Before adopting a pet, be certain you’re ready for the responsibility - BC SPCA
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Before adopting a pet, be certain you’re ready for the responsibility

September 1, 2016

It happens at BC SPCA shelters across the province all too often: Well-meaning would-be pet guardians surrender their animals to the SPCA because having a pet is “too much responsibility.” That’s why it’s important to research and know what you’re getting into when you bring a companion animal home, says BC SPCA general manager of community relations Lorie Chortyk.

“The BC SPCA has a matching process to try to ensure that animals in our care are matched with guardians based on their lifestyle and the type of care they can provide,” she says. “To some, that may seem rigorous, but we want to ensure adopters understand the commitment they are taking on when they bring a pet home.”

A recent case in Vancouver exemplifies why it’s important for pet guardians to research where their pets is coming from if purchasing an animal online, as well as the duties and responsibilities that go hand-in-hand with being a pet guardian, such as house training or litter training puppies and kittens, and ensuring their health and well-being with exercise and visits to the vet.

Berger, a Chihuahua-pug mix purchased online, was surrendered to the Vancouver SPCA after his former guardian had him for three weeks, as he was exhibiting puppy-like behaviour: barking and playful biting/mouthing.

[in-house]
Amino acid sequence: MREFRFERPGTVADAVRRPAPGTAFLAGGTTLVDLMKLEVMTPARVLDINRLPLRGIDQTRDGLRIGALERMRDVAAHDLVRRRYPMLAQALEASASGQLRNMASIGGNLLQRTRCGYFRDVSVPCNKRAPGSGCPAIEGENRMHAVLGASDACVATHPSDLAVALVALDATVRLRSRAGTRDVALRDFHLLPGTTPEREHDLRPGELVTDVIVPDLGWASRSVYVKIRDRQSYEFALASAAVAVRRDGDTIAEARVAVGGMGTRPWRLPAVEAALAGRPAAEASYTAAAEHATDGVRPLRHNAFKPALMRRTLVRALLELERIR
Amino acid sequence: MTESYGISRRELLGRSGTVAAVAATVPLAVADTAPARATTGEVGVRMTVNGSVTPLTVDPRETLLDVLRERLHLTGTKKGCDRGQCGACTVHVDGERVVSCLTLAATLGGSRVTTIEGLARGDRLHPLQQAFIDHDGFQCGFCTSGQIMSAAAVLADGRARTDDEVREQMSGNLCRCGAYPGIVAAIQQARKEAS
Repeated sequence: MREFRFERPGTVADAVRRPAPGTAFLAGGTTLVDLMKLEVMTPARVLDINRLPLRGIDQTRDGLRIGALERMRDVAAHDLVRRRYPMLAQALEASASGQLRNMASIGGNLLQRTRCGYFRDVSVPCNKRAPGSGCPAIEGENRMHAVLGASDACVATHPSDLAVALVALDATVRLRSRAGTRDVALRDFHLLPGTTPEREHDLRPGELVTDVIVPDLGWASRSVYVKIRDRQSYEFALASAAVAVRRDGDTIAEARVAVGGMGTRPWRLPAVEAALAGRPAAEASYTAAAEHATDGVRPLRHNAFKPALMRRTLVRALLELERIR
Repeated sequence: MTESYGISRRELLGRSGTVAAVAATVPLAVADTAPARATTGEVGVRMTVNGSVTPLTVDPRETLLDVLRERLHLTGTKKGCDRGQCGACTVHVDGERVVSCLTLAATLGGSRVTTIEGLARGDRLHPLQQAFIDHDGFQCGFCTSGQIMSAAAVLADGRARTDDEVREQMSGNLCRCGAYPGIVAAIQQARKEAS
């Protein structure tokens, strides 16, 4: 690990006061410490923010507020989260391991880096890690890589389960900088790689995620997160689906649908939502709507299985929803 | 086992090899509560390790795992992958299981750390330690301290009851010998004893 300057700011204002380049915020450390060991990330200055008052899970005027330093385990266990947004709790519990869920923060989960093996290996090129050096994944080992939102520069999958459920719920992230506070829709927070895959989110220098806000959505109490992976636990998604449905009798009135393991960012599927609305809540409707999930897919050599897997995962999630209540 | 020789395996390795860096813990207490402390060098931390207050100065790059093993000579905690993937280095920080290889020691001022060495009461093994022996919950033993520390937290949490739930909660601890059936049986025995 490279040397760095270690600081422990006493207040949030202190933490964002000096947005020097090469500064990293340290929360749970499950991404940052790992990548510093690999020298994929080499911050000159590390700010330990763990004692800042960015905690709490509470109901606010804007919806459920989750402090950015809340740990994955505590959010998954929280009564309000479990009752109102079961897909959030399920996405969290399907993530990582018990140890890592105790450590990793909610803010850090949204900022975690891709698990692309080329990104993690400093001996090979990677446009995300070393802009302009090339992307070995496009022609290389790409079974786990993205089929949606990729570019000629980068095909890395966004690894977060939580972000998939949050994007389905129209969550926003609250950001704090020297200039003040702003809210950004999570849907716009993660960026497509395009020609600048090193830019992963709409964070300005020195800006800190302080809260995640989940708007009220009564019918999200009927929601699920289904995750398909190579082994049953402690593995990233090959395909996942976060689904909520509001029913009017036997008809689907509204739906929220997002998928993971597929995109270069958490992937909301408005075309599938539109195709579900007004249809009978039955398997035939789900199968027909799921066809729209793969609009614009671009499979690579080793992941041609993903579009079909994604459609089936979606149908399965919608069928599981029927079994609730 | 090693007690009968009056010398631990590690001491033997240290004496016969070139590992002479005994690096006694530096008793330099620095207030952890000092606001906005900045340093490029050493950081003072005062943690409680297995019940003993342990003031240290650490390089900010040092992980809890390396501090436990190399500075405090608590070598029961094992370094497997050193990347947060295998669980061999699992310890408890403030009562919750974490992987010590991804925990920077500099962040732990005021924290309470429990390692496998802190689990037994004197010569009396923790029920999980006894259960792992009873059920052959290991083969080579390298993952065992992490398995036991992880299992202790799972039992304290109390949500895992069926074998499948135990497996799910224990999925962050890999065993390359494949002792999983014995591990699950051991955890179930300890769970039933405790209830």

“There are so many rewards to pet guardianship – constant companionship and unconditional love among them, but pets are also a big responsibility,” Chortyk says.

“That’s why we encourage people who are thinking about adopting an animal to check out our ‘Five Steps to Adoption’ information on our website, so we can place animals in permanent homes so they don’t end up back in our shelters.”

It is also key, if purchasing a pet online or elsewhere, to research the breeder or facility the animal came from, Chortyk notes.

By adopting from a reputable animal shelter or rescue group, you are ensuring that you’re not supporting and endorsing the inhumane commercial breeding facilities that supply pet stores and sell pets online,” she says.

“As an extra bonus, you are doing your part to fight pet overpopulation.”

The British Columbia Society for the Prevention of Cruelty to Animals is a not-for-profit organization reliant on public donations. Our mission is to protect and enhance the quality of life for domestic, farm and wild animals in B.C.

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